Eve Plumb may have played a misunderstood middle child, but when cameras stopped rolling, she felt far from neglected.
The actress was 6 years old when she launched her career in showbiz, most famously playing Jan Brady in “The Brady Bunch.” And Plumb insisted she was never a victim of the child star curse that haunts Hollywood.
Plumb starred in the hit sitcom from 1969 to 1974.
“I went back to high school,” the 65-year-old told Fox News Digital about life after “The Brady Bunch.”
“It was a private school,” she said. “I was a cheerleader, and I just did [the] best I could in school and then planned to go to Cal State Northridge for theater arts. … I went to a very small high school, and I think in Los Angeles it’s just sort of accepted [if you’re an actor], so I didn’t ever feel ostracized or pandered to in any way. But maybe I’m just unaware.”
The former child star is looking back at her decades-long career for a good reason. She’s auctioning off several personal items from her “very Brady” collection through Julien’s Auctions. Some of the prized possessions include signed teleplays, original scripts and unseen photographs, among others.
“I was 6 years old, and I was not precocious so much, but I was already learning how to read, and I was doing mimicking of voices and things,” said Plumb about how she was discovered.
“But what happened was a children’s agent moved in next door to us,” she said. “I had probably said hello to her, and she got to talk to my mother and convinced her to take me on an audition for a commercial. And I got the job. And I kept getting jobs. I kept getting jobs for commercials and then parts on television shows. One thing led to another, and I haven’t stopped working since.”
The auction also features scripts related to her TV films “Dawn: Portrait of a Teenage Runaway” (1976) and “Alexander: The Other Side of Dawn” (1977). Plumb noted that playing a 15-year-old who runs away to Hollywood and winds up becoming a prostitute who gets involved with a no-nonsense pimp saved her from being typecast.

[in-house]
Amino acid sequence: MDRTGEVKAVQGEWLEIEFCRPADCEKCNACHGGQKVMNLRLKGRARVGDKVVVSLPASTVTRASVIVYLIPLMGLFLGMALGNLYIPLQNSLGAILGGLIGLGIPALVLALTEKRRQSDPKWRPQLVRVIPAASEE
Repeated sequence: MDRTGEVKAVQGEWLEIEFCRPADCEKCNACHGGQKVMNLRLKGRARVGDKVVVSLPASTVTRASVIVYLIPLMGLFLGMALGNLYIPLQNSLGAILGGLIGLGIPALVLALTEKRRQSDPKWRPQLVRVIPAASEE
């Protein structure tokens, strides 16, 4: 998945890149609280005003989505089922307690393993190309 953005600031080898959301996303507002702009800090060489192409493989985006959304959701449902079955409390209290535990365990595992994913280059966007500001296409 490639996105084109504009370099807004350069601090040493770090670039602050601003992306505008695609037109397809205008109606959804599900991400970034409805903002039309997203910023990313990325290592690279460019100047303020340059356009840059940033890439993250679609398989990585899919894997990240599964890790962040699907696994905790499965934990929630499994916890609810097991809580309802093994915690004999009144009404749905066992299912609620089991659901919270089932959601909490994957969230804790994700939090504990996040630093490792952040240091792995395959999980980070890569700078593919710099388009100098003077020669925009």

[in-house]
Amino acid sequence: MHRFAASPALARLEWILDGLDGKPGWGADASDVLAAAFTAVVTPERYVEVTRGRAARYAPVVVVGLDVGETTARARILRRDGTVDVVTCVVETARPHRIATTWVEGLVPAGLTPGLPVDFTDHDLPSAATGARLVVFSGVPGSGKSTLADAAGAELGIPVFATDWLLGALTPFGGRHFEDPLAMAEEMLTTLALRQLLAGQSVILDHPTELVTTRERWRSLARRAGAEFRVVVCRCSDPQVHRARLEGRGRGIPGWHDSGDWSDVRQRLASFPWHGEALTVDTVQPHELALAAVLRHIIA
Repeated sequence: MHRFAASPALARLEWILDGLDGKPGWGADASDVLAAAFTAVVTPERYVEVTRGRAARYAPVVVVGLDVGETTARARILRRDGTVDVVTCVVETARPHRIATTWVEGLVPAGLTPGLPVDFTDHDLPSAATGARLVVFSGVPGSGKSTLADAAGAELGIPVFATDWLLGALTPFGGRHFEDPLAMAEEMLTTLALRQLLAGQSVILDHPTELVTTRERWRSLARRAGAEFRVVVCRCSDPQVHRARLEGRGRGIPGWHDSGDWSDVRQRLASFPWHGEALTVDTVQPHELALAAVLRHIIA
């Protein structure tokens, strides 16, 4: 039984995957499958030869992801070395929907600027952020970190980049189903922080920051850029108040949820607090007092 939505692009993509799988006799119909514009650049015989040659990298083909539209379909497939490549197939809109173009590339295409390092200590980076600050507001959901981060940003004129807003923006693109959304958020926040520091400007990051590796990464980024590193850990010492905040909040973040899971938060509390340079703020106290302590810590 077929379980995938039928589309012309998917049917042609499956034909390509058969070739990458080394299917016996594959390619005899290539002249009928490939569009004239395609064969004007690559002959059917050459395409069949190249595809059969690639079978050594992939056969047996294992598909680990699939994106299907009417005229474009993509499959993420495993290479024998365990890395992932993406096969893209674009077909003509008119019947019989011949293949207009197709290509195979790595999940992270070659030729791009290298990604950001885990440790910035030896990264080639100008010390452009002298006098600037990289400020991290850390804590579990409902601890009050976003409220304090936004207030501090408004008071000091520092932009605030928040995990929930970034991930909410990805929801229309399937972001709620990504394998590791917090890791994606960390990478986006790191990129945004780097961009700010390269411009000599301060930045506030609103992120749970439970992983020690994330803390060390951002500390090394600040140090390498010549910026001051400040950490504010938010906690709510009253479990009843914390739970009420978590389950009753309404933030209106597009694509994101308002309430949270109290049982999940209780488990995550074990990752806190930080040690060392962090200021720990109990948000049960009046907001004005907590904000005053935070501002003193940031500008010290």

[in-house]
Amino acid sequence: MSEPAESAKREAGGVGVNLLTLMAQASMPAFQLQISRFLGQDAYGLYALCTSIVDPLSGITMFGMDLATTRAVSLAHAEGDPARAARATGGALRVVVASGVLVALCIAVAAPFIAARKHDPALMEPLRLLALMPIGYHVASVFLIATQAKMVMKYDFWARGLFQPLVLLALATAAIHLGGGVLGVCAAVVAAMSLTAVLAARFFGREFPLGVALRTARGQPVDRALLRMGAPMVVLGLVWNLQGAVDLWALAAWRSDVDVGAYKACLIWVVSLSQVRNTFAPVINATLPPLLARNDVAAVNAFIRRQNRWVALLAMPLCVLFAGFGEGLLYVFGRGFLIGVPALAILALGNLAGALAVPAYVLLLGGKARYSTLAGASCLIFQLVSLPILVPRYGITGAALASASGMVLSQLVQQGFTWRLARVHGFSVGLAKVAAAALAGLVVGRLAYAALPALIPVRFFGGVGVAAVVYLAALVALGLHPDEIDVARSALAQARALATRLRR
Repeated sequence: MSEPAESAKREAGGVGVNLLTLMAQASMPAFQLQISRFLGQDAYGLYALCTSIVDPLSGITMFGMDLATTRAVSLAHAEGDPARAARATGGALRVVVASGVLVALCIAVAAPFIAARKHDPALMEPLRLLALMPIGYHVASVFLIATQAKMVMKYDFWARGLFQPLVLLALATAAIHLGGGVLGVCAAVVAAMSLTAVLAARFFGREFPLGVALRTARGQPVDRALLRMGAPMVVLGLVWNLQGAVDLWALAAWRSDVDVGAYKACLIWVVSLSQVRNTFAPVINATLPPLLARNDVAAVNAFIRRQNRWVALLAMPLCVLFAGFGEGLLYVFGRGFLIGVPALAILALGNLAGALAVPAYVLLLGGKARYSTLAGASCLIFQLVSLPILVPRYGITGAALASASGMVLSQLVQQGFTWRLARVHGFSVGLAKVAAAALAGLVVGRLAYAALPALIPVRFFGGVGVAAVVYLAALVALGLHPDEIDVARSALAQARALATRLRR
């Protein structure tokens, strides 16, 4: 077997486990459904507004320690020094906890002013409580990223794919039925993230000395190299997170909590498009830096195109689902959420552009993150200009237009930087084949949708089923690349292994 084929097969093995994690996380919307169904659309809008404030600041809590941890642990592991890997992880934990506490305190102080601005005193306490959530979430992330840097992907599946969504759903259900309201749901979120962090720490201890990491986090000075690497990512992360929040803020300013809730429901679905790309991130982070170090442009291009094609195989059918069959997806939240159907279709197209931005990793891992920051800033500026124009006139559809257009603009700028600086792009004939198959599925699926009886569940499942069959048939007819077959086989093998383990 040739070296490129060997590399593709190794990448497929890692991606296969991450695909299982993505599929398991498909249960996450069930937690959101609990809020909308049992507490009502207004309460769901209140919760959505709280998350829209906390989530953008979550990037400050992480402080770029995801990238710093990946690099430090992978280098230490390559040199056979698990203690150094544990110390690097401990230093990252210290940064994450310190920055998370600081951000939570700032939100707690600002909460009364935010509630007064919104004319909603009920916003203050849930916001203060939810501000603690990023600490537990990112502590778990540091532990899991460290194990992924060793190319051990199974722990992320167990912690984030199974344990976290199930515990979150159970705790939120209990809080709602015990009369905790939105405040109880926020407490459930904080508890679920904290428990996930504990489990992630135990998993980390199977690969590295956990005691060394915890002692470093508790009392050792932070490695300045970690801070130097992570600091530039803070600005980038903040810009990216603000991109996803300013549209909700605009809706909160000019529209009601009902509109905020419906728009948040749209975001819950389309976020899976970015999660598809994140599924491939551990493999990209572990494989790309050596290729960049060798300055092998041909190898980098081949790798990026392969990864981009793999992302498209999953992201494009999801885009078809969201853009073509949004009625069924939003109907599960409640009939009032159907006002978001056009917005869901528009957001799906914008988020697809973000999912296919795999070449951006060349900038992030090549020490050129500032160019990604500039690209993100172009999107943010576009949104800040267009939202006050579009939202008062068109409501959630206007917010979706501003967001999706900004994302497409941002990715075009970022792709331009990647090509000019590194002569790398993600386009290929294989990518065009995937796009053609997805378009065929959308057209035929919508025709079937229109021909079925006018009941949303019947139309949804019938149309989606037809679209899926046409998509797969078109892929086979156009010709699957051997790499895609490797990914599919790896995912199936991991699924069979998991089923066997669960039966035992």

“What happened for me was very fortunate,” Plumb explained. “I auditioned for it and tested for it back in the day. … And I got the role. That was the giant leap that sent me from being Jan Brady to being an adult actress. By that time, I had already been in high school for several years. I was already becoming an 18-year-old. I was already very nearly adult. … I was very excited to play something very different and very challenging. It was a really great opportunity.”
“It was very popular. It did really well in the ratings,” Plumb noted. “I haven’t faced a lot of typecasting. I’ve been fortunate enough to continue to be cast in different roles. Nobody has seemed to put me in a niche.”
Over the years, Plumb made guest appearances in hit shows like “Murder, She Wrote,” “The Love Boat” and “Fantasy Island,” just to name a few. In the ‘90s, she played the mother in the Judy Blume-based series “Fudge.”
Looking back, she still has fond memories of bringing “The Brady Bunch” to life.
One of the items in the auction includes a special gift she received from her TV dad, Robert Reed – a Kodak M42 Instamatic Super 8 movie camera.
“I tried to be very non-sentimental about all these items, but it wasn’t easy,” Plumb admitted. “There are a lot of personal items. They bring up all the memories of ‘Brady.’ My career, from the time I was 6 years old until recently, has a lot of great memories. So, I figured maybe now it’s time to share it with everybody else.”